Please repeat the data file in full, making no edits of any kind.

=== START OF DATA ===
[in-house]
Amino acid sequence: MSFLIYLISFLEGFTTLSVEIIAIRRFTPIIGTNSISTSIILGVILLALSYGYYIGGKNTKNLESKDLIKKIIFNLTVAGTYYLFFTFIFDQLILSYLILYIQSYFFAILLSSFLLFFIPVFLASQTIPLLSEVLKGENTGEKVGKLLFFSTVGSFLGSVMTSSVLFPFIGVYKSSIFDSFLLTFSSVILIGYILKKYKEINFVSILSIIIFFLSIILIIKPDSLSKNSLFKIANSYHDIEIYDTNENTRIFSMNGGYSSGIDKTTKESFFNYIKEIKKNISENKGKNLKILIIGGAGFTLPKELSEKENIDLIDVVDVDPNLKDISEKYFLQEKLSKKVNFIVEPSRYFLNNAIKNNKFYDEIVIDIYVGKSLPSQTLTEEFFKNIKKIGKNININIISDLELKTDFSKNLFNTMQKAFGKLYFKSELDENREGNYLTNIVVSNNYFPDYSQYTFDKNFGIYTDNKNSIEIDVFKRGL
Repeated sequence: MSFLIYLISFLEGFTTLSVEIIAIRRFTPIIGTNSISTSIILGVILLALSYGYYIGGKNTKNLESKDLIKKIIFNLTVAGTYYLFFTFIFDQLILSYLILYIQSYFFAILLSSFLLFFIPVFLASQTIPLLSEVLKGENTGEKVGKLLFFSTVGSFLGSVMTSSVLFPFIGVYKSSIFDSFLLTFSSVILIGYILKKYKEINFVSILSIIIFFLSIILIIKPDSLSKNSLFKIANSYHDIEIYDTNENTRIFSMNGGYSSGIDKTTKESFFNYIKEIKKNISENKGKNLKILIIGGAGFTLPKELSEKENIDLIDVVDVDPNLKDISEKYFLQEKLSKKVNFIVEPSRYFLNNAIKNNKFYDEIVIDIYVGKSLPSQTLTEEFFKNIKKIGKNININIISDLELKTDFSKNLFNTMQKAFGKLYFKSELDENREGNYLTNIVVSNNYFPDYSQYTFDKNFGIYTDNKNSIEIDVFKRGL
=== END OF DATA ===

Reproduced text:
[in-house]
Amino acid sequence: MSFLIYLISFLEGFTTLSVEIIAIRRFTPIIGTNSISTSIILGVILLALSYGYYIGGKNTKNLESKDLIKKIIFNLTVAGTYYLFFTFIFDQLILSYLILYIQSYFFAILLSSFLLFFIPVFLASQTIPLLSEVLKGENTGEKVGKLLFFSTVGSFLGSVMTSSVLFPFIGVYKSSIFDSFLLTFSSVILIGYILKKYKEINFVSILSIIIFFLSIILIIKPDSLSKNSLFKIANSYHDIEIYDTNENTRIFSMNGGYSSGIDKTTKESFFNYIKEIKKNISENKGKNLKILIIGGAGFTLPKELSEKENIDLIDVVDVDPNLKDISEKYFLQEKLSKKVNFIVEPSRYFLNNAIKNNKFYDEIVIDIYVGKSLPSQTLTEEFFKNIKKIGKNININIISDLELKTDFSKNLFNTMQKAFGKLYFKSELDENREGNYLTNIVVSNNYFPDYSQYTFDKNFGIYTDNKNSIEIDVFKRGL
Repeated sequence: MSFLIYLISFLEGFTTLSVEIIAIRRFTPIIGTNSISTSIILGVILLALSYGYYIGGKNTKNLESKDLIKKIIFNLTVAGTYYLFFTFIFDQLILSYLILYIQSYFFAILLSSFLLFFIPVFLASQTIPLLSEVLKGENTGEKVGKLLFFSTVGSFLGSVMTSSVLFPFIGVYKSSIFDSFLLTFSSVILIGYILKKYKEINFVSILSIIIFFLSIILIIKPDSLSKNSLFKIANSYHDIEIYDTNENTRIFSMNGGYSSGIDKTTKESFFNYIKEIKKNISENKGKNLKILIIGGAGFTLPKELSEKENIDLIDVVDVDPNLKDISEKYFLQEKLSKKVNFIVEPSRYFLNNAIKNNKFYDEIVIDIYVGKSLPSQTLTEEFFKNIKKIGKNININIISDLELKTDFSKNLFNTMQKAFGKLYFKSELDENREGNYLTNIVVSNNYFPDYSQYTFDKNFGIYTDNKNSIEIDVFKRGL